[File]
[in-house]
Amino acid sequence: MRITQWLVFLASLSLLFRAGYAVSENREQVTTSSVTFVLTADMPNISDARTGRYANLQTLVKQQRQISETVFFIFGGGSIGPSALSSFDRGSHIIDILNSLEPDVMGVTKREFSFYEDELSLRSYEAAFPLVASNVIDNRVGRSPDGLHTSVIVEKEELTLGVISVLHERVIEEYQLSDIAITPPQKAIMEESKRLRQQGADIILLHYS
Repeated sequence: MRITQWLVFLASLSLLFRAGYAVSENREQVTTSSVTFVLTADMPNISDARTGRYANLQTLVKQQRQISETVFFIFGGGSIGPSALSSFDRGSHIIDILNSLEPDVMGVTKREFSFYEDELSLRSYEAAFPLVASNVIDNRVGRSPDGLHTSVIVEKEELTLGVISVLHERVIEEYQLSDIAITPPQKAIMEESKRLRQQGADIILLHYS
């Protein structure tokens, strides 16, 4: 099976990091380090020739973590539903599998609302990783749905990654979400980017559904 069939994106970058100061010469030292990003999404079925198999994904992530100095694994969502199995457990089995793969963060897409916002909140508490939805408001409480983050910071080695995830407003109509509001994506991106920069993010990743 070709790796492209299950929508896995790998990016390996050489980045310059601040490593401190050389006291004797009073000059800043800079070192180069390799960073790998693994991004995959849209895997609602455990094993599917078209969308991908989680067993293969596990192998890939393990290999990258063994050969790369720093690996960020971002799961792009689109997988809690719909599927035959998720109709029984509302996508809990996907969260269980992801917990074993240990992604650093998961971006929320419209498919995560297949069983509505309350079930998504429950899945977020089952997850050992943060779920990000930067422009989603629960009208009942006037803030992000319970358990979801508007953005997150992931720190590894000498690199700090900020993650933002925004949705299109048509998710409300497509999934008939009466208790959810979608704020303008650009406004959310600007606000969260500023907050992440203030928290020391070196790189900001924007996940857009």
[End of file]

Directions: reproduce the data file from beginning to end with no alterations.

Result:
[in-house]
Amino acid sequence: MRITQWLVFLASLSLLFRAGYAVSENREQVTTSSVTFVLTADMPNISDARTGRYANLQTLVKQQRQISETVFFIFGGGSIGPSALSSFDRGSHIIDILNSLEPDVMGVTKREFSFYEDELSLRSYEAAFPLVASNVIDNRVGRSPDGLHTSVIVEKEELTLGVISVLHERVIEEYQLSDIAITPPQKAIMEESKRLRQQGADIILLHYS
Repeated sequence: MRITQWLVFLASLSLLFRAGYAVSENREQVTTSSVTFVLTADMPNISDARTGRYANLQTLVKQQRQISETVFFIFGGGSIGPSALSSFDRGSHIIDILNSLEPDVMGVTKREFSFYEDELSLRSYEAAFPLVASNVIDNRVGRSPDGLHTSVIVEKEELTLGVISVLHERVIEEYQLSDIAITPPQKAIMEESKRLRQQGADIILLHYS
């Protein structure tokens, strides 16, 4: 099976990091380090020739973590539903599998609302990783749905990654979400980017559904 069939994106970058100061010469030292990003999404079925198999994904992530100095694994969502199995457990089995793969963060897409916002909140508490939805408001409480983050910071080695995830407003109509509001994506991106920069993010990743 070709790796492209299950929508896995790998990016390996050489980045310059601040490593401190050389006291004797009073000059800043800079070192180069390799960073790998693994991004995959849209895997609602455990094993599917078209969308991908989680067993293969596990192998890939393990290999990258063994050969790369720093690996960020971002799961792009689109997988809690719909599927035959998720109709029984509302996508809990996907969260269980992801917990074993240990992604650093998961971006929320419209498919995560297949069983509505309350079930998504429950899945977020089952997850050992943060779920990000930067422009989603629960009208009942006037803030992000319970358990979801508007953005997150992931720190590894000498690199700090900020993650933002925004949705299109048509998710409300497509999934008939009466208790959810979608704020303008650009406004959310600007606000969260500023907050992440203030928290020391070196790189900001924007996940857009």